On the Hill: Of adaptation | AspenTimes.com

On the Hill: Of adaptation

Chad Abraham
The Aspen Times
Aspen, CO Colorado

ASPEN ” Sometimes it catches the lesser-developed of us off guard. And while this has always been the case, now seems more confusing than ever. But we adapt. Heeleys, basically ski boots with wax on them, were victims of natural selection in the mountain- traverse food chain, for instance.

I find myself constantly modifying my on-mountain decorum, such as lift etiquette. To wit, sometimes I leave my iPod earbuds in. Why listen to the juvenile banter of teens when I could be elevating my intellect through Tenacious D?

Other times, such as on the Cloud Nine lift recently, I know enough to take them out. A guy in the single line had zoomed in to join me and another skier, also a stranger. He had wild gray hair sticking out from his ski cap and goggles. He smiled broadly. I tucked the mini-jute box away.

As we rose through the pristine day, his Bavarian accent carried the story of how he ended up in Aspen some 40 years ago. He said he came here after the town and Garmisch-Partenkirchen, Germany, became sister cities in 1966. He traveled here, saw Aspen, went home and settled his affairs, and moved here.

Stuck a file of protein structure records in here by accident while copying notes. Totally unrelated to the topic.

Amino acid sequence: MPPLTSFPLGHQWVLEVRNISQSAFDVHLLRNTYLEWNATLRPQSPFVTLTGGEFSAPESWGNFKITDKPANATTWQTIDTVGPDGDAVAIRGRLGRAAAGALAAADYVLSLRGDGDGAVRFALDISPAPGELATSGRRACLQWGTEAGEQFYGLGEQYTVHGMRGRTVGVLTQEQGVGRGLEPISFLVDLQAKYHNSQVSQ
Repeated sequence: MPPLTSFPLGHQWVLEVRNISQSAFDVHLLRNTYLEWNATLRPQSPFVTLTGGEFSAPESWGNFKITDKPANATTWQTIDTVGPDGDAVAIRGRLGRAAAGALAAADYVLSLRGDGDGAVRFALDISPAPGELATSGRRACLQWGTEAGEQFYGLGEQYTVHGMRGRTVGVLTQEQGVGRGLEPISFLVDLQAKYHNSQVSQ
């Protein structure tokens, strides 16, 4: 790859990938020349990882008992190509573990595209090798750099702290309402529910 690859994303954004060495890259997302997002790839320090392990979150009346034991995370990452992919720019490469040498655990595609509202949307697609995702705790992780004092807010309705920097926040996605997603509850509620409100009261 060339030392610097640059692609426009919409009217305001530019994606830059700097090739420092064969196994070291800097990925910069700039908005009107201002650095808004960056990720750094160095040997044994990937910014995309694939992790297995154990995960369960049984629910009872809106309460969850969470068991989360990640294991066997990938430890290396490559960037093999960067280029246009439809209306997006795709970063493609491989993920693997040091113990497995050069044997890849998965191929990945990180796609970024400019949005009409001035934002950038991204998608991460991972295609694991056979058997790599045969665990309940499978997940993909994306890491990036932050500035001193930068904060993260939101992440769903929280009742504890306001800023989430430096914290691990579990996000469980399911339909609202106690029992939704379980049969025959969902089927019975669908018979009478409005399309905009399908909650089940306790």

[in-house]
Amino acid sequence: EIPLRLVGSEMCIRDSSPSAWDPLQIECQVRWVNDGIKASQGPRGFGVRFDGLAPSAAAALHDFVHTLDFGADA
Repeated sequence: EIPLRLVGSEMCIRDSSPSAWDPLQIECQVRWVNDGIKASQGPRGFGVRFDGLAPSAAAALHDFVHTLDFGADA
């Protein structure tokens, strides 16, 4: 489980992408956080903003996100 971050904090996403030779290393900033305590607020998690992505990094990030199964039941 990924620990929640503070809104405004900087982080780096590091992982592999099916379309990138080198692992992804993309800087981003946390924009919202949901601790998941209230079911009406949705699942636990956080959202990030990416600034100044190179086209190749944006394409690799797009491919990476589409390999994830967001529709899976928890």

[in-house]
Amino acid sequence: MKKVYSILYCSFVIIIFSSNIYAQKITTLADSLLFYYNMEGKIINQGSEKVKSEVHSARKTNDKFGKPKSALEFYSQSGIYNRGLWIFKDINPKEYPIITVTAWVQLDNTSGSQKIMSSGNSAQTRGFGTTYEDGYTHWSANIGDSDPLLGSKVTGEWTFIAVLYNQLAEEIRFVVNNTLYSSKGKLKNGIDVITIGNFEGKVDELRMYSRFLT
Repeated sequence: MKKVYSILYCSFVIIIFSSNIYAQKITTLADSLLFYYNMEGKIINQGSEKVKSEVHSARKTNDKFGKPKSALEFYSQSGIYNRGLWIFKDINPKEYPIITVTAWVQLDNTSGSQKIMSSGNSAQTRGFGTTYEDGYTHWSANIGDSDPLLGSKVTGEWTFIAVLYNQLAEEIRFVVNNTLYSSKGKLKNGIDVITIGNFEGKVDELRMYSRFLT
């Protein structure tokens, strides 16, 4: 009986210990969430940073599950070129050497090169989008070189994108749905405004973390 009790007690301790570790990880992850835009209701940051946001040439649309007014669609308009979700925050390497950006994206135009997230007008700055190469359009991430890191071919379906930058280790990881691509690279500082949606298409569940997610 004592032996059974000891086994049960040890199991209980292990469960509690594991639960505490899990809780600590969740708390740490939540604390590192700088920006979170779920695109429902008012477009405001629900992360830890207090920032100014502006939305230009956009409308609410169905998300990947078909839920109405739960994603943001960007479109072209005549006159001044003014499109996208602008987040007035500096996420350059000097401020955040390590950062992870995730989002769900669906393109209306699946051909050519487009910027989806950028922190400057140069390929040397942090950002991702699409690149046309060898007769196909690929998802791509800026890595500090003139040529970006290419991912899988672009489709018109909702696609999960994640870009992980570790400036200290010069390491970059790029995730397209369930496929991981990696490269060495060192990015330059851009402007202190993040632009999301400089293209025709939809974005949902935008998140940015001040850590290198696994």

The lift, for once, was moving too quickly. I asked about the mundane: What did he do? He owned a small con struction company, but after his present job, nothing was on the horizon, he said. We discussed the recession. “Plan on keeping my head down for a while,” he said.

He asked about us. “Oh, with Mary Hayes, huh,” he said after I told him what I do.

He wished us a great day of skiing as the end approached. How often do you ski? I asked. Oh, every day. A run or two at lunch. We disembarked. I had more questions.

But there was no way to keep up. He was quickly out of my view, skate-skiing with feline grace and ease, in an environment he had taken to long ago.


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